Market Conditions Influence Environmental Impact of EVs

“Supercharged: The Environmental Impact of Electric Vehicles” brings together current studies in a single report.

October 31, 2019

ALEXANDRIA, Va.—Electric vehicles (EVs) have the potential to reduce harmful emissions, including greenhouse gases (GHG), but they may not be the best option for emissions reduction in all markets, according to a new literature review released this week by the Fuels Institute.

“Supercharged: The Environmental Impact of Electric Vehicles” uncovered a number of factors that ultimately influence the environmental performance of EVs, including where the vehicles are driven and charged, and these variables are important to consider when deciding where deployment makes the most environmental sense.

“A lot has been written about the impact of electric vehicles. Some reports suggest electric vehicles are the definitive clean transportation option; yet other reports indicate technical advances in internal combustion engines and increased fuel economy could contribute to a cleaner environment than EVs,” said John Eichberger, executive director of the Fuels Institute.

As EVs continue to gain market share, debate continues about their overall environmental impact. While EVs are often touted as the environmentally friendly option relative to the internal combustion engine (ICE), assessing and comparing the entire lifecycle of EVs and ICEs is necessary to determine their environmental impact. To provide an objective, high-level overview of the environmental performance of EVs, the Fuels Institute reviewed more than 30 reports recommended by key stakeholders to learn how each vehicle’s manufacture, distribution and use affects the environment.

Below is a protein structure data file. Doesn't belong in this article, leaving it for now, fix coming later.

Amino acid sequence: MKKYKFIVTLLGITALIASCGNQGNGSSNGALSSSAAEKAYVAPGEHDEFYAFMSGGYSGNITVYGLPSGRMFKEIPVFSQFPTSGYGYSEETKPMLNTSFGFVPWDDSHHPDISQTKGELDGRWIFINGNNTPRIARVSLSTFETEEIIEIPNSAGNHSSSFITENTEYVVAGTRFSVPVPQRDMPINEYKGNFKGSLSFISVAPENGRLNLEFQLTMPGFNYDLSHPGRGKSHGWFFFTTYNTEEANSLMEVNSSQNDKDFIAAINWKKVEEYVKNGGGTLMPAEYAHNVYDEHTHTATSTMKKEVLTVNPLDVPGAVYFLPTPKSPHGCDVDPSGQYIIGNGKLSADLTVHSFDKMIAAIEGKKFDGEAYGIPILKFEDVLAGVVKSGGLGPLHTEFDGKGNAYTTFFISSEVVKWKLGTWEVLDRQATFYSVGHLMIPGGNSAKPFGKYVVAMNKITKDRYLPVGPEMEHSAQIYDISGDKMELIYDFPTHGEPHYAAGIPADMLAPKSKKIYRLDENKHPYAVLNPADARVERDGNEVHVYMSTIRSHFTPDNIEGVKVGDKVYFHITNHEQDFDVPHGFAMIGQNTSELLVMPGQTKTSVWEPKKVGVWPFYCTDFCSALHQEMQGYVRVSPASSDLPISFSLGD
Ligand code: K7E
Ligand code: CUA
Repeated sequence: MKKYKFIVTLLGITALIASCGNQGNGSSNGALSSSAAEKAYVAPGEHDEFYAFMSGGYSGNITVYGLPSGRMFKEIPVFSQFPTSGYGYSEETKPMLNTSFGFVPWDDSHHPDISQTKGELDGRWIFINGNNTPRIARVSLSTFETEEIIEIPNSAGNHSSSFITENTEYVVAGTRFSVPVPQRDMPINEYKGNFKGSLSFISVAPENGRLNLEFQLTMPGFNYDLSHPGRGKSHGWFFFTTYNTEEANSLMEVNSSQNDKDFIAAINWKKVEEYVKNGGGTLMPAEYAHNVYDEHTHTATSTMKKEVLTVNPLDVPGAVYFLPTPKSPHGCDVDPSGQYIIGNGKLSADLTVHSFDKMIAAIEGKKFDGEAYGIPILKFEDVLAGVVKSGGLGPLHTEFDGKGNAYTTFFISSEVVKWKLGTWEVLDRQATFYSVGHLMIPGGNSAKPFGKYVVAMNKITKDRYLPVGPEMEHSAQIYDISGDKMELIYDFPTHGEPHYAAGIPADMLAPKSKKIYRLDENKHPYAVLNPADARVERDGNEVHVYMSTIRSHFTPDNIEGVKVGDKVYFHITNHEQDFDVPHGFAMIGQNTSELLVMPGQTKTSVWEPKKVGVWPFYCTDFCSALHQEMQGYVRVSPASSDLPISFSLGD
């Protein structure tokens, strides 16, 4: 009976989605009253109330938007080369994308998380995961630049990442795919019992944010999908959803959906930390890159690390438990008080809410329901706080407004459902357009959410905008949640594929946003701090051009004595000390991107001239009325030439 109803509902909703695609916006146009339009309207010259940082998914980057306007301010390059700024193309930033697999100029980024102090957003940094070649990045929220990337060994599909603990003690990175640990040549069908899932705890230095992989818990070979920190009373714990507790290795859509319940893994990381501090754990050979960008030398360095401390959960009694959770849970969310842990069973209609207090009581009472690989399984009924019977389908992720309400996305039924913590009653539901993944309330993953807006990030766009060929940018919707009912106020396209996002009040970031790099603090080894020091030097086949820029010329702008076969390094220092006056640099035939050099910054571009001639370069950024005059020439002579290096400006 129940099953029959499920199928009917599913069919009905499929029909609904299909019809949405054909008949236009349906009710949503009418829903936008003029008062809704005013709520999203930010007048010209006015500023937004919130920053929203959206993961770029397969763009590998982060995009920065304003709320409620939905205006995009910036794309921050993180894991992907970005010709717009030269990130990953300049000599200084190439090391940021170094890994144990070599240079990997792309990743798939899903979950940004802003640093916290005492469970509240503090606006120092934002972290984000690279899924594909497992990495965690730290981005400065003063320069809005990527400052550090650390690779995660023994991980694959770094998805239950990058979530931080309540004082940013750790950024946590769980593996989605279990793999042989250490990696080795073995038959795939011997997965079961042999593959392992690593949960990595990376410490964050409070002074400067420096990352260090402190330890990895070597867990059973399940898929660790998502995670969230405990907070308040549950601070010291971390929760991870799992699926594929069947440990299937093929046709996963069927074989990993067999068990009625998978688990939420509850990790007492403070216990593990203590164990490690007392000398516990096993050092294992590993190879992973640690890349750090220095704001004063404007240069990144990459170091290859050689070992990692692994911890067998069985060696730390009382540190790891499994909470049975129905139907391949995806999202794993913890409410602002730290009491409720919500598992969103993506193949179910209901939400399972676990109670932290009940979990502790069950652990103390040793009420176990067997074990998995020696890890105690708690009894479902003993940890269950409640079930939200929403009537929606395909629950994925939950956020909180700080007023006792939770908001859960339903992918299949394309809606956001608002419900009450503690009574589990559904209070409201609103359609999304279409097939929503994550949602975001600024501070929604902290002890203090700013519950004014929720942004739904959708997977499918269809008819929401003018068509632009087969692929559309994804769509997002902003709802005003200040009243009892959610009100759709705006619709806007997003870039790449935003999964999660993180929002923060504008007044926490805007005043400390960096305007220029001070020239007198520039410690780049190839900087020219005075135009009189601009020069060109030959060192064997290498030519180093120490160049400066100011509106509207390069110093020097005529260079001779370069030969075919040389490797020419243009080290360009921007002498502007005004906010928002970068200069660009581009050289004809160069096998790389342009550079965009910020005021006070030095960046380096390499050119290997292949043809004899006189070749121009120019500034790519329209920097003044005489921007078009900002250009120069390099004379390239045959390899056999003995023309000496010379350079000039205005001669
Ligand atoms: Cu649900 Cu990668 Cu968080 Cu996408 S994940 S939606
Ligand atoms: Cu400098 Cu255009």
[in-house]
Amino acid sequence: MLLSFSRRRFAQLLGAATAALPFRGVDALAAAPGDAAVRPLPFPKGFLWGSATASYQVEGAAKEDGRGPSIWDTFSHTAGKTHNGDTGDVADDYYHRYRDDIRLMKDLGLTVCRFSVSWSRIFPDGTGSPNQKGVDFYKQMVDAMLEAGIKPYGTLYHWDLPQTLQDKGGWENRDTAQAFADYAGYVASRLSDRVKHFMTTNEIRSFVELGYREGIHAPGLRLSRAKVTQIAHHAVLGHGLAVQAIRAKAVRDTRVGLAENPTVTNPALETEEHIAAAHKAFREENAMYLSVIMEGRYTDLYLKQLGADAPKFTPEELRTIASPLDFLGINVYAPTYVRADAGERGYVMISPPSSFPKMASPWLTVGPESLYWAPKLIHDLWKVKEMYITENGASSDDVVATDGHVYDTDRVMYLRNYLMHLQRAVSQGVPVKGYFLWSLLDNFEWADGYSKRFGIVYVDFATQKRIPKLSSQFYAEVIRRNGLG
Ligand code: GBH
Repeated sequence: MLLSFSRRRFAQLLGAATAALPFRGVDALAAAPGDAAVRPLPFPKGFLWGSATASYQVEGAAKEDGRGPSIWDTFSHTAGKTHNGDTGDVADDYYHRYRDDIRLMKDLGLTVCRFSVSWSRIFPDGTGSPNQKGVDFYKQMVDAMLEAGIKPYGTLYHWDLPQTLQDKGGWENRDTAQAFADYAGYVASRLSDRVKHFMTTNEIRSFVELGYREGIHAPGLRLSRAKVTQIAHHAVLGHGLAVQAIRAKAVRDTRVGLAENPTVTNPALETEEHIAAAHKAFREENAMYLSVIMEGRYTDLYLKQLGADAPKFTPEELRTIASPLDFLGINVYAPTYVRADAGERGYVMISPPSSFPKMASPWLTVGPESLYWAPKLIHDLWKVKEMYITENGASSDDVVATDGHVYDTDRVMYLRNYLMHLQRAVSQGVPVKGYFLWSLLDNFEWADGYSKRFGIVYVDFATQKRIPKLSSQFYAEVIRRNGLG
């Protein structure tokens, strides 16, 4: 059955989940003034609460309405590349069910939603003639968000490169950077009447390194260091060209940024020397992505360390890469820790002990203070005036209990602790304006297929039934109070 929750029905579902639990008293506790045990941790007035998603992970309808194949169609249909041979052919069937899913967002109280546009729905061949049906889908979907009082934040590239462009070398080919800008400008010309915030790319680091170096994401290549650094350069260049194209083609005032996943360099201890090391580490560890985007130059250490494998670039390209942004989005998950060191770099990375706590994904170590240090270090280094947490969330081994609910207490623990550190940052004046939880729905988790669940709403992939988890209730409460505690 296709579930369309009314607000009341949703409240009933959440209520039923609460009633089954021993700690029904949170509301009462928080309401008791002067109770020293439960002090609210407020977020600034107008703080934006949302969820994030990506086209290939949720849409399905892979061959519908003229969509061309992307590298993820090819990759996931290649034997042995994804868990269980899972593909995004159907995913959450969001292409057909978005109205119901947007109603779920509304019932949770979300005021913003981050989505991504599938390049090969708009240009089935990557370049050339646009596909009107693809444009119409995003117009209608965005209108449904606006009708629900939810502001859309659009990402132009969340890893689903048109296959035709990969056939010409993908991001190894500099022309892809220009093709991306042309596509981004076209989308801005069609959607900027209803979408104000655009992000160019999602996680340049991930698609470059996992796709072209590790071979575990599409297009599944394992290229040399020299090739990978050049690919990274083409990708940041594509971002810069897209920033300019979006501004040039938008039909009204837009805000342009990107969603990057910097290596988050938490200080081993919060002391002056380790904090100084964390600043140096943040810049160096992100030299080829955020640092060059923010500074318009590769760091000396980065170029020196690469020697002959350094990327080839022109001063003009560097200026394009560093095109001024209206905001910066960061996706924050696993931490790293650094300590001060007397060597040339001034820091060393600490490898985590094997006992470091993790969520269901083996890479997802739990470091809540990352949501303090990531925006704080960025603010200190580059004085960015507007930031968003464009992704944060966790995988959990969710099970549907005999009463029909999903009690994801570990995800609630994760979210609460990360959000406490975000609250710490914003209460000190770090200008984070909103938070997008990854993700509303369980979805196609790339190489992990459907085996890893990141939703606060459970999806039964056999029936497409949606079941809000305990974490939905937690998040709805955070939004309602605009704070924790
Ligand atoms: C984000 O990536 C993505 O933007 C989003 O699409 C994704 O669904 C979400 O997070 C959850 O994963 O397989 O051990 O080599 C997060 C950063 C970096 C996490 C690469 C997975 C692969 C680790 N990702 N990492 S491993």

Overall, the consensus from the literature is that while EVs produce zero tailpipe emissions, they are still a source of emissions due to the generation of electricity they consume and their production, disposal and recycling, etc. The power generation characteristics of a market influence the environmental performance of EVs as well. One of the key takeaways is that at present, depending upon the electricity generation mix and location of the power plant and vehicle, EVs can end up shifting pollutants away from the road to electricity generation stations. However, some reports point out that the impact of this trend will only decline as powerplants switch to renewable sources of energy.

At the same time, ICE vehicles are becoming cleaner and more efficient due to stringent emissions standards, low-sulfur fuels and advanced powertrains, and they can present a credible and sometimes preferential environmental option in certain markets. As the report found, “the use of EVs in regions where electricity is generated by coal, lignite or heavy oil combustion is counterproductive…In these cases, increasing the fuel efficiency of ICEs could produce a more significant reduction in greenhouse gas emissions.”

Commenting on the two kinds of vehicles, Eichberger said, “Headlines do not always tell the whole story, and with regard to EVs, you have to look deeper than the lack of tailpipe emissions to properly evaluate when and where deployment makes the most environmental sense.”

Download the Fuels Institute’s full report here.